We decided to consider this powerful tool in the context of event industry. This study is based on hundreds of PPC campaigns, mass mailings, push notifications, Facebook events.
This article will be of use for anyone dealing with traffic acquisition on a website – either their own or a ticketing service like Eventbrite; for those using UTM tags every day and those who never tried.
Why use UTM parameters?
UTM parameters help to slice and dice your ad campaigns. For example, you can see the general picture of your event marketing in different dimensions. The following example shows the number of visitors, orders and even the revenue per each event:
It is very important to know the number of people who purchase tickets to your events and where they come from. This shows what traffic sources really help you to sell tickets. Was it an Instagram ad campaign or a free tweet in a partner account? Should you consider an offer from a new social network?
You will be able to cancel ineffective event management sources and boost the ones that drive sales. Invest into enhancement and optimization of the selling traffic sources to get even more customers. This asks for understanding which appeal to the audience worked best, e.g. which of your Facebook event posts got more link clicks?
UTM parameters added to all links will help you answer these questions along with many others.
What are UTM Parameters?
Urchin Tracking Module (UTM) parameters are used by marketers to track the effectiveness of online marketing campaigns across traffic sources and publishing media.
The UTM parameters in a URL identify the campaign that refers traffic to a specific website, and attributes it to the browser’s website session. The parameters can be parsed by analytic tools and used to populate reports. Take a look at a sample URL, UTM parameters highlighted, after the question mark (?):
The main 5 UTM parameters stay unchanged for almost 16 years: utm_source, utm_medium, utm_campaign, utm_term, utm_content.
UTM parameters were introduced by Google Analytics’ predecessor Urchin in June, 2002 and consequently are supported out-of-the-box by the majority of web traffic analytic tools. 85% of websites having an analytic tool installed use Google Analytics, which makes it the default tool all over the world. UTM parameters became so customary that are now supported not only by analytic tools (for example, CRM, ad networks, web forms, polls).
Usage of UTM parameters
If the majority of links leading to your website have UTM parameters specified, you can get a detailed overview of your promotion.
This is only an example of various report types presenting different customer acquisition sources for comparison.
Campaign URL Builder Page contains tips and an interactive form showing how to set each parameter:
- utm_source — Campaign Source. The referrer: e.g. google, newsletter.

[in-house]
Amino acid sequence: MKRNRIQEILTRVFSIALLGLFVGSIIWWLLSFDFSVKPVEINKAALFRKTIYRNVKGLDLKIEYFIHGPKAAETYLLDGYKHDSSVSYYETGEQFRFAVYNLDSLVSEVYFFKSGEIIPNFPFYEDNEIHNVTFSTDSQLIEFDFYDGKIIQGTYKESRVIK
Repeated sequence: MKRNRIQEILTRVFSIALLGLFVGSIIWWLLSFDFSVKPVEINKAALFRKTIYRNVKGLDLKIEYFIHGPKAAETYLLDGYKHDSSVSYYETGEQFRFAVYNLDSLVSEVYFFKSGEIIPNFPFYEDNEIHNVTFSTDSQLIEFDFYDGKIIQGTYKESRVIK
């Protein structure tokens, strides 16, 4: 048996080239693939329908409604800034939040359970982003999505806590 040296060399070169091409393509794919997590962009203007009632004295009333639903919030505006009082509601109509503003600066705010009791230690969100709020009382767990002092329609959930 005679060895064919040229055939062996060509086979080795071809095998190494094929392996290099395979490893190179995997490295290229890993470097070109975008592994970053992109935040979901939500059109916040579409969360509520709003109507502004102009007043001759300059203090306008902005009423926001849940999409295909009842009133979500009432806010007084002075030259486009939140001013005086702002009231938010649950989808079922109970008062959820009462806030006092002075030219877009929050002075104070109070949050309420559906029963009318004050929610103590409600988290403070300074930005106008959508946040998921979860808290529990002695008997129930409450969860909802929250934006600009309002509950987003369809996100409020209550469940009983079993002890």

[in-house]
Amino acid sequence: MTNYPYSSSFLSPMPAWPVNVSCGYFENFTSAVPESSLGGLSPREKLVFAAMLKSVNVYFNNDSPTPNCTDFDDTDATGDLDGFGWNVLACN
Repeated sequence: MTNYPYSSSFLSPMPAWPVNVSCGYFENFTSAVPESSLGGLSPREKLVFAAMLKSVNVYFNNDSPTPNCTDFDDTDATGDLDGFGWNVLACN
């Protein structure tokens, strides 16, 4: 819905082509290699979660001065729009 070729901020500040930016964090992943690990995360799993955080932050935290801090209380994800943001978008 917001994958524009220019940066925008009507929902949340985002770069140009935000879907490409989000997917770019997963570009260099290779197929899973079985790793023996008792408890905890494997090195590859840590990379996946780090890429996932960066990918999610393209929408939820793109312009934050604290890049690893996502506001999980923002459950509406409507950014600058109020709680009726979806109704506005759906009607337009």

- utm_medium — Campaign Medium. Marketing medium: e.g. cpc, banner, email.
- utm_campaign — Campaign Name. Product, promo code, or slogan e.g. spring_sale.
- utm_term — Campaign Term. Identify the paid keywords.
- utm_content — Campaign Content. Use to differentiate ads.
This description helps to read the link from the example above and guess what the marketer meant:
This can be explained as follows: a campaign to promote Super Concert event, the link comes from a Facebook event which is a Social channel, where we placed a Christmas offer for 20% discount.
The problem of UTM parameters in event industry
UTM parameters selection is very arbitrary. Let’s imagine: we need to publish ‘Black Friday’ discounts to five Facebook events. Should we set utm_campaign as ‘Black Friday’ with 5 types of utm_content for each event? Or should we have 5 utm_campaign instances per each event with the same utm_content ‘Black Friday’?
Such examples are numerous. Sometimes all UTM parameters are filled with the same info or some useless data. The most common case is absence of UTM parameters in URLs. If a visitor comes to your page from a usual website, you still can figure out where this click came from. However, it is different with such giants as Facebook: it protects personal data and will never show which group, page, event or chat it was.
This corrupts data and hinders your marketing analysis, as long as the parameters become hard to reach and impossible to group.
Case study: UTM parameters mess in SeatGeek mass mailing
Here’s an example from Seatgeek mass mailing. We admire their incredible seating charts, great and convenient website design, cool app and recommendations system. However, their UTM tags in mass mailing are perplexing. Take a look at the links from several mailings: Eagles, Giants, Imagine Dragons, Sting. Each mailing has the same set of UTM parameters for each element.